Next, vibration characteristics of horn 15 are described. Standing wave vibration as shown in the graph in FIG. 3 is generated in horn 15 by driving transducer 17 with a frequency appropriate for horn 15 (any frequency that resonates horn 15 is acceptable, but preferably between 40 kHz and 70 kHz, and more preferably around 60 kHz for bonding electronic components) to apply vertical vibration in the first direction to the horn for resonance, using ultrasonic transducing driver 55.
In other words, with respect to the standing wave vibration of horn 15, the positions of ribs 15 c remain virtually constant in the horizontal direction, and thus the position of protrusion 30 disposed at the center of ribs 15 c is equivalent to the peak where the horizontal amplitude is at a maximum. The position of protrusion 30 is preferably set to be at the peak position of this standing wave vibration. However, as long as protrusion 30 is approximately at the center of ribs 15 c which anchor horn 15, its position can be slightly different from the peak position of the standing wave vibration.
Vibration of protrusion 30 is then transmitted to electronic component 40 through bonding face 31 a. When vibration is transmitted to electronic component 40, bending vibration induced to protrusion 30 as a result of the vertical vibration of horn 15, described later, is superposed on the vertical vibration applied to horn 15 by transducer 17, and both are transmitted to electronic component 40.
Next, the minute shape of protrusion 30 is described with reference to FIG. 4. As shown in FIG. 4, protrusion 30 of predetermined protruding height D and base width B1 is created on the bottom face of horn 15. Protrusion 30 has a tapered shape in which tip width B2 where bonding portion 31 is provided is smaller than base width B1. Tip width B2 is determined in accordance with the size of electronic component 40 to be bonded.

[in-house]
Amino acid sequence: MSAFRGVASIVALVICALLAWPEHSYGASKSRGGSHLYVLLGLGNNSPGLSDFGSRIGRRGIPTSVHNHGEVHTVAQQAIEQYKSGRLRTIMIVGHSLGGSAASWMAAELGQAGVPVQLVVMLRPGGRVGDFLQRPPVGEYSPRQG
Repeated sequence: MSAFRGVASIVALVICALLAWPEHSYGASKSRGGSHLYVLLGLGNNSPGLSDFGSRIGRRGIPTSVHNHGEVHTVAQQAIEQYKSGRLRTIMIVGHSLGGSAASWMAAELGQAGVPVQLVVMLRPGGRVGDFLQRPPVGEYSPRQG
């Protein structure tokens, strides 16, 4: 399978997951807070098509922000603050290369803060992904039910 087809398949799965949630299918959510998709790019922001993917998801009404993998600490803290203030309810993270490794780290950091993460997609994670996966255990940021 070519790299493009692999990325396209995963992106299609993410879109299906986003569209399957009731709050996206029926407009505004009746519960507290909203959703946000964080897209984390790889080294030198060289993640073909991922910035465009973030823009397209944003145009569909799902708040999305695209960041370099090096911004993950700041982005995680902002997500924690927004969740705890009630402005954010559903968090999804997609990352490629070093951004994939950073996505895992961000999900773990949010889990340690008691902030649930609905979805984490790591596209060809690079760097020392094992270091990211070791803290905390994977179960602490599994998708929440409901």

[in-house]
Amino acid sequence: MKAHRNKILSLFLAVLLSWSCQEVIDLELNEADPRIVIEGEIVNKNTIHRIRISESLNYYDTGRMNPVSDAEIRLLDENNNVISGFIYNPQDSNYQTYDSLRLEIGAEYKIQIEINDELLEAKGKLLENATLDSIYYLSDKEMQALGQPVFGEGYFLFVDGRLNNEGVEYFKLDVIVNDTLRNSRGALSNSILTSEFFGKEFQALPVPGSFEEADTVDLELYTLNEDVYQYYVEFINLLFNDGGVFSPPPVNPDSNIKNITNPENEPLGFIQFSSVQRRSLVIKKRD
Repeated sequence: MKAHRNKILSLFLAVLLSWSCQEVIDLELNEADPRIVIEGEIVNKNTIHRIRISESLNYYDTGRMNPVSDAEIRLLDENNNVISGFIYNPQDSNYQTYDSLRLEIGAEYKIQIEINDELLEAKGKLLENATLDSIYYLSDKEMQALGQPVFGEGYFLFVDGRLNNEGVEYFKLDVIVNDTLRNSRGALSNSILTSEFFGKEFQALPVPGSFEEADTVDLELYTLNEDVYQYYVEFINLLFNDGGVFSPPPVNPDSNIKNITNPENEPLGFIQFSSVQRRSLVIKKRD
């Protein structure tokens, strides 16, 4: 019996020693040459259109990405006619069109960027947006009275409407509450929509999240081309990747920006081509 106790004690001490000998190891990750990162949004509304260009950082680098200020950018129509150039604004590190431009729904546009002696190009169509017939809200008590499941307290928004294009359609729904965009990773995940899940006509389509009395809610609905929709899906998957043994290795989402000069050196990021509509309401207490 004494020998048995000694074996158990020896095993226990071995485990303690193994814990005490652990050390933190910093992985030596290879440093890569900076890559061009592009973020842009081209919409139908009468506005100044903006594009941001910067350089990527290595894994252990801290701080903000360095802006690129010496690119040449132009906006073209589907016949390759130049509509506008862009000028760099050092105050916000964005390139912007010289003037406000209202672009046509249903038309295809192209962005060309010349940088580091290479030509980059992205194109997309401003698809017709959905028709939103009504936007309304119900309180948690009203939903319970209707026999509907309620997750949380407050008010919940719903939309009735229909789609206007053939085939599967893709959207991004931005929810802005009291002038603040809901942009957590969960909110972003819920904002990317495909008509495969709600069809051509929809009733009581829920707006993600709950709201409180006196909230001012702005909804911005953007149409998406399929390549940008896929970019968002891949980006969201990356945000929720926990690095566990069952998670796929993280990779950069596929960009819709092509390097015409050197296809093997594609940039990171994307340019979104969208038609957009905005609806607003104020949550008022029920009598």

The tapered shape of protrusion 30 avoids interference between protrusion 30 and components already mounted on substrate 46 while bonding. In addition, since only bonding portion 31 and tip width B2 are processed in accordance with target electronic components, bonding tool 14 which has a basic shape and dimensions can be commonly used for different types of electronic components.
Protruding height D, base width B1, and tip width B2 are determined in combination with height H and width W of horn 15 as described later. In this embodiment, base width B1 is set to be smaller than half the wavelength (L/2) because the base of protrusion 30 is disposed between two pairs of (four) ribs 15 c. Dimensions are also selected in relation with height H of horn 15 near protrusion 30: base width B1 is set to be greater than height H and height H is set to be greater than protruding height D.
Bonding portion 31 provided at the tip of protrusion 30 is a sheet member manufactured in accordance with the size of the electronic component to be bonded; and this sheet member is bonded, attached, and fixed onto protrusion 30 by brazing, bolting, etc. If the sheet member is brazed, the sheet member can be firmly and reliably anchored. On the other hand, bolting enables interchangeability. A sheet member made of a rigid material (such as a sintered hard alloy) demonstrates good abrasion resistance and extends service life of bonding tool 14. It is naturally acceptable to integrally manufacture bonding portion 31, which contacts electronic component 40, and protrusion 30.
Moreover, bonding portion 31 can be detachably provided on protrusion 30, or protrusion 30 can be detachably provided on horn 15. This enables the replacement of only worn parts, further extending the service life of bonding tool 14.
Next to be described with reference to FIGS. 5A, 5B, 5C, and 5D, is how bonding tool 14 where protrusion 30 with aforementioned shape and dimensions deforms when vibration is applied. As shown in FIG. 5A, two pairs of (four) ribs 15 c support horn 15 from both sides, and transducer 17 mounted to the left of horn 15 is driven while horn 15 is anchored in these two positions. This transmits vertical vibration to horn 15, in which displacement in opposite directions, shown by arrows c and d, reciprocate.
With respect to the outline of horn 15, the entire horn 15 moves slightly rightward along the first direction when transducer 17 applies rightward displacement shown by arrow c while horn 15 vibrates horizontally. With respect to the inside of horn 15, the right and left parts deform differently. More specifically, the left half of horn 15 deforms so as to be compressed from both sides toward ribs 15 c because horn 15 is fixed at the position of ribs 15 c.
The right half where its tip is free deforms so as to pull the position of ribs 15 c from both sides. Here, center 15 e of horn 15 displaces to the left, and thus bonding portion 31 horizontally displaces to the left.